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Cytology of rheumatoid synovial cells in culture. IV. Further investigations of cell lines cocultivated with rheumatoid synovial cells.
  1. M Norval,
  2. A Graham,
  3. B P Marmion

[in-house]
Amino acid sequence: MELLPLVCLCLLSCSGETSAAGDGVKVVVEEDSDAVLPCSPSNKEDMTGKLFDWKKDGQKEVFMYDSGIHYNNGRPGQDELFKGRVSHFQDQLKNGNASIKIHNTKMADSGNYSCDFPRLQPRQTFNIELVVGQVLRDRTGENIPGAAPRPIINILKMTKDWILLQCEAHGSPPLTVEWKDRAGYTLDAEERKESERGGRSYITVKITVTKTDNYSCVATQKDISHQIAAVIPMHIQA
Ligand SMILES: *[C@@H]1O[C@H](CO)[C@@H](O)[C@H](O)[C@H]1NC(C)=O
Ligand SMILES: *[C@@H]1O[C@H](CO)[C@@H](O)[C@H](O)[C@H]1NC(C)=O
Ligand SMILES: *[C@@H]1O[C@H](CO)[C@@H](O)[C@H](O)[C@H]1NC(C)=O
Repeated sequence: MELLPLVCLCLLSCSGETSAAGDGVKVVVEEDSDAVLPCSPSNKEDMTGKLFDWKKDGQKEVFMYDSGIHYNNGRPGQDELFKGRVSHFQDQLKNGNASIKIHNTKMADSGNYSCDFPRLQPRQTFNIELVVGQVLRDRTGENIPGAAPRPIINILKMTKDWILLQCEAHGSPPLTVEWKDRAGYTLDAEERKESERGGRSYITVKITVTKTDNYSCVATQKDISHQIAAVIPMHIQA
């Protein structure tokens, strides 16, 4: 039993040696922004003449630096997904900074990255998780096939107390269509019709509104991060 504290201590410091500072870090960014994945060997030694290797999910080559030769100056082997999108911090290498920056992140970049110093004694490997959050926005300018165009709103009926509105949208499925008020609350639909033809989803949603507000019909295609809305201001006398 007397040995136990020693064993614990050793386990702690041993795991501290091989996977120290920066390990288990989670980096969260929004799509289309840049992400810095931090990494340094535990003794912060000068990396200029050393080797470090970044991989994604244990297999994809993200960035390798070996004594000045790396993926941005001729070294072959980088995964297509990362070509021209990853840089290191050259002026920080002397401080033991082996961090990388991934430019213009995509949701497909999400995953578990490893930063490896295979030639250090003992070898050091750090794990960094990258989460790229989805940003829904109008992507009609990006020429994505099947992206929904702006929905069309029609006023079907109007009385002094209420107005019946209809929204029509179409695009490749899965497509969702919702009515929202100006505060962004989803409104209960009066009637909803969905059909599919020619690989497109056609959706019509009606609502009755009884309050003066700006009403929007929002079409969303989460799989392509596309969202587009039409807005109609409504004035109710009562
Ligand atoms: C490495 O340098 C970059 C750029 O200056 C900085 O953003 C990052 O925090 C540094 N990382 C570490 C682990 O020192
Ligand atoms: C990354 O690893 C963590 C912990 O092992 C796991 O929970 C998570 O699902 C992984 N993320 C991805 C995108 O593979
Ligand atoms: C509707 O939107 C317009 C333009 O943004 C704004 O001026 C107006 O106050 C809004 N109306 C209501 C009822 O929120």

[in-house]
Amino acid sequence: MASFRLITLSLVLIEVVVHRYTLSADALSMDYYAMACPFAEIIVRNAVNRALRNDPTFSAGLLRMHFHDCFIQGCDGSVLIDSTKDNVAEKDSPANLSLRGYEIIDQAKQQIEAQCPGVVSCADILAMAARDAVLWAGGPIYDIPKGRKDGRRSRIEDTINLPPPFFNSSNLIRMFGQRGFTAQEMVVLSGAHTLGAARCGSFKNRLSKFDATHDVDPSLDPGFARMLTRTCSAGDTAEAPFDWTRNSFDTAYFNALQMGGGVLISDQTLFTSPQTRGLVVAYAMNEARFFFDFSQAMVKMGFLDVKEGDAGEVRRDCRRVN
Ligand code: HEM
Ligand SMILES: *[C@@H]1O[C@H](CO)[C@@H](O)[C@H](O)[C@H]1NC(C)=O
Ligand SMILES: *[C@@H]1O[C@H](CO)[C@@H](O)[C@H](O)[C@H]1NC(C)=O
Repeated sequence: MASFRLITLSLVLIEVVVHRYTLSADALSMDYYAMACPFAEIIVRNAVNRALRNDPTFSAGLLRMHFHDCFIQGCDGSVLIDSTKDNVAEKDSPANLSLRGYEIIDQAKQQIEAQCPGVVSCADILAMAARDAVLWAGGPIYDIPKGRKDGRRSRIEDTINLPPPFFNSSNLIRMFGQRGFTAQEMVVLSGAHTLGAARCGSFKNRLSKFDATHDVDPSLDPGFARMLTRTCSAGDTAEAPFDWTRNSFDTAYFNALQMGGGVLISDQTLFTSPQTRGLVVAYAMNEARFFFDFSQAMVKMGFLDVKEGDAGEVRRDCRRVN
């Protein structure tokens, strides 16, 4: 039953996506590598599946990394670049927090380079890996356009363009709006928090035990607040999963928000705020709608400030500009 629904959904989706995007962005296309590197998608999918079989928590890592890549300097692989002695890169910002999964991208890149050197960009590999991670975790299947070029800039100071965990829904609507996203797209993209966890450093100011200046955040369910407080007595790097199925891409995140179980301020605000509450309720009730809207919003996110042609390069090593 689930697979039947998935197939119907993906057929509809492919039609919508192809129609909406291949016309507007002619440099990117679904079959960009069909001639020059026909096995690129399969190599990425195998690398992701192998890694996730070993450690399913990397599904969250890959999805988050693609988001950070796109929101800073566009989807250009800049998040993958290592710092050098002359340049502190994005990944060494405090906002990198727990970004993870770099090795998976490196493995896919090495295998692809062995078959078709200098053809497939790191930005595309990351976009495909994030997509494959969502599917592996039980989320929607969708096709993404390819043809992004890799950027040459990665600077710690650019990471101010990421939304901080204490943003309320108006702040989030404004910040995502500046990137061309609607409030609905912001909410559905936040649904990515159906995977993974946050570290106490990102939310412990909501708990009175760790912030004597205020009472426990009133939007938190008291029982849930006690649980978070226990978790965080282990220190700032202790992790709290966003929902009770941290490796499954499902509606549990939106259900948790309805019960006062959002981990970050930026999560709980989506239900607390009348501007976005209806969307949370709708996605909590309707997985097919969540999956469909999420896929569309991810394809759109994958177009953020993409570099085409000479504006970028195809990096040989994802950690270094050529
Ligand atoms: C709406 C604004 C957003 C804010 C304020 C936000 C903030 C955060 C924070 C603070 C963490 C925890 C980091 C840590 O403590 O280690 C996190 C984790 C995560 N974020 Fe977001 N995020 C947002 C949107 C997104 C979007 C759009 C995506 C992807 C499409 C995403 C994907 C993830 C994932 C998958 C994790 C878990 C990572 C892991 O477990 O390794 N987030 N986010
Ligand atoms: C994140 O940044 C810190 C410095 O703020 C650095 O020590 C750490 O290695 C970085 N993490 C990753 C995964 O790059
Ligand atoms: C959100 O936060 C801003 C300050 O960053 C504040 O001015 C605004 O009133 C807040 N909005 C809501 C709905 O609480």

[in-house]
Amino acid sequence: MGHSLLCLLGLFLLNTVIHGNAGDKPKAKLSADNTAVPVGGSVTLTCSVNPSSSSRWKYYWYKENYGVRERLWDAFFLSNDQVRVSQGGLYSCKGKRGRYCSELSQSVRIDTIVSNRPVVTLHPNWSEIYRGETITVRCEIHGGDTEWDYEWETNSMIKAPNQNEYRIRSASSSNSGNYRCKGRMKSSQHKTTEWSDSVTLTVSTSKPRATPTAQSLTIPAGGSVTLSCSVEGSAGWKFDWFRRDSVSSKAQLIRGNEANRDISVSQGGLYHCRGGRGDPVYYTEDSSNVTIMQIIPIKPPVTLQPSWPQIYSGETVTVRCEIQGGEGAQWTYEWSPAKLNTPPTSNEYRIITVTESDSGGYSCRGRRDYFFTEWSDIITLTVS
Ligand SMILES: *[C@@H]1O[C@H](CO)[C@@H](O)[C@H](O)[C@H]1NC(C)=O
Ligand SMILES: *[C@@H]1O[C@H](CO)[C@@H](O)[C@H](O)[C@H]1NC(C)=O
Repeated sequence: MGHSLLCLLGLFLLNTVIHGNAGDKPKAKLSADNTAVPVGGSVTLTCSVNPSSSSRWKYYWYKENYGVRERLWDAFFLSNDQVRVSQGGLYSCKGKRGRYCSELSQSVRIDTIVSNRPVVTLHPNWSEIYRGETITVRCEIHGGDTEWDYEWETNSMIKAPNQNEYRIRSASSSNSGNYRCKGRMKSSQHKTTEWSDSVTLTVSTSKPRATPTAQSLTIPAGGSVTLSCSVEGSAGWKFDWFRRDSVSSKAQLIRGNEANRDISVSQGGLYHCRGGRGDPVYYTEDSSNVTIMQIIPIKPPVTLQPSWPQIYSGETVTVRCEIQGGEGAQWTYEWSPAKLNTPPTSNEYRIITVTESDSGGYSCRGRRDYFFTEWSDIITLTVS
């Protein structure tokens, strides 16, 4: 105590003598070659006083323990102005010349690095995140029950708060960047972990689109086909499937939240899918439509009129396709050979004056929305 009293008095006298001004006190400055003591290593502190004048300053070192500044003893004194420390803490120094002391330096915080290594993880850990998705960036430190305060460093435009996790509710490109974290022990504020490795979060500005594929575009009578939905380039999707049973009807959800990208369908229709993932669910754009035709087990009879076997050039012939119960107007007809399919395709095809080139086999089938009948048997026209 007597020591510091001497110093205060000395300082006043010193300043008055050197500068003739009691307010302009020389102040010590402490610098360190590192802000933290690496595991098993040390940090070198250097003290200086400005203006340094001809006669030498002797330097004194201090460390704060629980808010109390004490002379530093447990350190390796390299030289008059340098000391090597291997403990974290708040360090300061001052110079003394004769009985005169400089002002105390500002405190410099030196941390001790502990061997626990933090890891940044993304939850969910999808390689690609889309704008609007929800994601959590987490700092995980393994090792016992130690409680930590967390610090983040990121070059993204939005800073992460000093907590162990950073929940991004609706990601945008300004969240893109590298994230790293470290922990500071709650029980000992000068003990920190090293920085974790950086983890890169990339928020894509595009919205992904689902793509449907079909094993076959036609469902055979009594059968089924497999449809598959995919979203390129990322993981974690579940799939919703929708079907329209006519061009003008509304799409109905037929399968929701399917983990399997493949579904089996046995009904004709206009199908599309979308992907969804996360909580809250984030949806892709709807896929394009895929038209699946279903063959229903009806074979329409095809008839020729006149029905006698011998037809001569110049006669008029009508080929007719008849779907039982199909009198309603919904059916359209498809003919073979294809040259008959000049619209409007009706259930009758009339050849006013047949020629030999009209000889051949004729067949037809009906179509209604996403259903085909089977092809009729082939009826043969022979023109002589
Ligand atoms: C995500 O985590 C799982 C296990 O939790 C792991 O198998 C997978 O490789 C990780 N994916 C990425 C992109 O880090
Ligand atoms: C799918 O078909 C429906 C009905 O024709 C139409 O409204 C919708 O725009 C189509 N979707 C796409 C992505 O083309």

A previous report described a cell isolate presumed to have arisen by accidental cocultivation (contamination) of the Chang 'liver' cell line and rheumatoid synovial cells. This cell isolate had the same glucose-6-phosphate dehydrogenase isoenzyme as the Chang cell and also some shared antigens. It clearly differed in its karyotype, its ability to grow in semisolid agar, and in the possession of bleb-like projections of the cytoplasmic membrane filled with collections of beaded or granular material. In addition, it had a novel antigen(s) not present in the Chang cell. As these properties might have been acquired from the synovial cells and because the bleb structures resembled those seen in some cell lines transformed by leucovirus the cell isolate has been further studied. Cytochemical methods at the light and electron microscope level showed that the granular material was polysaccharide in nature, probably glycogen. No evidence was found of the presence of a virus or a viral genome using a variety of techniques including attempted induction followed by 3H-uridine labelling of the cultures, and assay of the supernatant fluid from the culture for viral RNA-dependent DNA polymerase. In addition, cell extracts were not found to contain viral RNA-dependent DNA polymerase or RNA-dependent RNA polymerase. No rubella virus or leucovirus interspecies antigens were detected on the cell membranes.

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